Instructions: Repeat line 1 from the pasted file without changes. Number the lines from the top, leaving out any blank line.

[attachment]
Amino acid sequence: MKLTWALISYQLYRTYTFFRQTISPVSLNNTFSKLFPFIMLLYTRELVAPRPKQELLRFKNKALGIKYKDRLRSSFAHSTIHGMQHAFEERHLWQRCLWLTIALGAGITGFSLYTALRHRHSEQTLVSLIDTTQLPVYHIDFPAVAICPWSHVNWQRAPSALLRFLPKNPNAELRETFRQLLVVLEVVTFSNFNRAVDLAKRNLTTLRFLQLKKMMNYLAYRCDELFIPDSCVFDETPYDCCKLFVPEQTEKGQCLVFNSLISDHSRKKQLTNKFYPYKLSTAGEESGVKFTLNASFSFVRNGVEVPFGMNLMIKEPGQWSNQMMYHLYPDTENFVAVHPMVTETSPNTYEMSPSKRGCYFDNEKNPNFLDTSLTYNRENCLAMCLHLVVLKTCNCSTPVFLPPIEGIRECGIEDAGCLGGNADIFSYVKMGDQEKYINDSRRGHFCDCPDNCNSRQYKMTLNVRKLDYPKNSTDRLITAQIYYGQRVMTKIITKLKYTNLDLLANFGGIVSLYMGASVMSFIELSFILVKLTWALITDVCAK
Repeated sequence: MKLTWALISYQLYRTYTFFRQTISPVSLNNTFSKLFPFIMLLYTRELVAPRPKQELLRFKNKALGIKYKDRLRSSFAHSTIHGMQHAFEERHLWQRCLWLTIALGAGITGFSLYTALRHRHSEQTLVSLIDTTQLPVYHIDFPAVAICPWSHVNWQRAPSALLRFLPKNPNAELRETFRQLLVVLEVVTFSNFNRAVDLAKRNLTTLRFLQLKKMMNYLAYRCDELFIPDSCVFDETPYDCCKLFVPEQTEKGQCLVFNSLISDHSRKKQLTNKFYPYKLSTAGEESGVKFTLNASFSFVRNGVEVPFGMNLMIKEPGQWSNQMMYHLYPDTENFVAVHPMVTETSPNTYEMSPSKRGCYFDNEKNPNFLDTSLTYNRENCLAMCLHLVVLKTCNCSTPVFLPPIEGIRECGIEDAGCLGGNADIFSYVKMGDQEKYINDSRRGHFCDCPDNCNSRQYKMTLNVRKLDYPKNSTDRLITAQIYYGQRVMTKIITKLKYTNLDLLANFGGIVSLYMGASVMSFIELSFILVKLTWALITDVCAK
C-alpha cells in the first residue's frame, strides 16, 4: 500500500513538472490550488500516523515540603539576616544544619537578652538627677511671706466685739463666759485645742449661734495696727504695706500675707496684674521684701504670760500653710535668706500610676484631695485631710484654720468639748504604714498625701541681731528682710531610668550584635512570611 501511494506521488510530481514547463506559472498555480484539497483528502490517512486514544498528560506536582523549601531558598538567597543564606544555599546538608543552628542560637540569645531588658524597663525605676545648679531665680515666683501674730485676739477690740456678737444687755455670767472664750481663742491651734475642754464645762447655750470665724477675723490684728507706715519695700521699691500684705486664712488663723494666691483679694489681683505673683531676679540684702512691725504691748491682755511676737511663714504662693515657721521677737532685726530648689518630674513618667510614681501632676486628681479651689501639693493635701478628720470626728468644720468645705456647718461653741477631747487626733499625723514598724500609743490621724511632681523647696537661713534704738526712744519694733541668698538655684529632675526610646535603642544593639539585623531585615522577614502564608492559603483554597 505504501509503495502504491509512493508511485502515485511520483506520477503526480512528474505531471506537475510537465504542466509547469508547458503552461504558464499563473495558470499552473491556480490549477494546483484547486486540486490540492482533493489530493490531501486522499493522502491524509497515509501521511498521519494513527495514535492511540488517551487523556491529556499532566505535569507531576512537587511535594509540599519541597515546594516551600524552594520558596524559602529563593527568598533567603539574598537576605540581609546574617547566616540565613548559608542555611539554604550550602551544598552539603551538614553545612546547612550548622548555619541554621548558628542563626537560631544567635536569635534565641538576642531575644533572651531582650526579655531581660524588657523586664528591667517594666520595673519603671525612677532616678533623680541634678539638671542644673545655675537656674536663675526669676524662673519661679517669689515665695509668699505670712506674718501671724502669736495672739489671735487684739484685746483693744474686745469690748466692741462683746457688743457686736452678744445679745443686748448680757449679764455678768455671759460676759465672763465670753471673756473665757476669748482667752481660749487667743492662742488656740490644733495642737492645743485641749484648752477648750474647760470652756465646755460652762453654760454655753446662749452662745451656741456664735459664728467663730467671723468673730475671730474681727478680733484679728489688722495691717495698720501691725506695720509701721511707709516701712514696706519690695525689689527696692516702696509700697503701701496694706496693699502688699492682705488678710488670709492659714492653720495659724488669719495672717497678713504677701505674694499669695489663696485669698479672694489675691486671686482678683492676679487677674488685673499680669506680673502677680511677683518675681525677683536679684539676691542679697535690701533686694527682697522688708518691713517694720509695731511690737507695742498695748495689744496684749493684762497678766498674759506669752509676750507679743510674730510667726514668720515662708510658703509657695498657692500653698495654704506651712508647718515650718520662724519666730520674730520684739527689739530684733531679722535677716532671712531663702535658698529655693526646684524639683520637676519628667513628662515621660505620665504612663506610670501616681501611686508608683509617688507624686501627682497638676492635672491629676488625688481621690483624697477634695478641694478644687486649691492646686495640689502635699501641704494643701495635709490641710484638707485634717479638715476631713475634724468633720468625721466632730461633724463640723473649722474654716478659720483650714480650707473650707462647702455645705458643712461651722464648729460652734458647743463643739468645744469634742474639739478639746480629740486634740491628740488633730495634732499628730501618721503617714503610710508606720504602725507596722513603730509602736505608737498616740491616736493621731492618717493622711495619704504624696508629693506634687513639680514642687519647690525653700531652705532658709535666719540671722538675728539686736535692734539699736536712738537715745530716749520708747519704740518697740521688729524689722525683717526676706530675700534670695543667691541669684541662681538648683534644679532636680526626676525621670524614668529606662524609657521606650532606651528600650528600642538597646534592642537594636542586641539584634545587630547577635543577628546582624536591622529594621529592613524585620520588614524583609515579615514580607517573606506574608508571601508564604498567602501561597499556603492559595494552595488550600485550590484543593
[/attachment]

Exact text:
Amino acid sequence: MKLTWALISYQLYRTYTFFRQTISPVSLNNTFSKLFPFIMLLYTRELVAPRPKQELLRFKNKALGIKYKDRLRSSFAHSTIHGMQHAFEERHLWQRCLWLTIALGAGITGFSLYTALRHRHSEQTLVSLIDTTQLPVYHIDFPAVAICPWSHVNWQRAPSALLRFLPKNPNAELRETFRQLLVVLEVVTFSNFNRAVDLAKRNLTTLRFLQLKKMMNYLAYRCDELFIPDSCVFDETPYDCCKLFVPEQTEKGQCLVFNSLISDHSRKKQLTNKFYPYKLSTAGEESGVKFTLNASFSFVRNGVEVPFGMNLMIKEPGQWSNQMMYHLYPDTENFVAVHPMVTETSPNTYEMSPSKRGCYFDNEKNPNFLDTSLTYNRENCLAMCLHLVVLKTCNCSTPVFLPPIEGIRECGIEDAGCLGGNADIFSYVKMGDQEKYINDSRRGHFCDCPDNCNSRQYKMTLNVRKLDYPKNSTDRLITAQIYYGQRVMTKIITKLKYTNLDLLANFGGIVSLYMGASVMSFIELSFILVKLTWALITDVCAK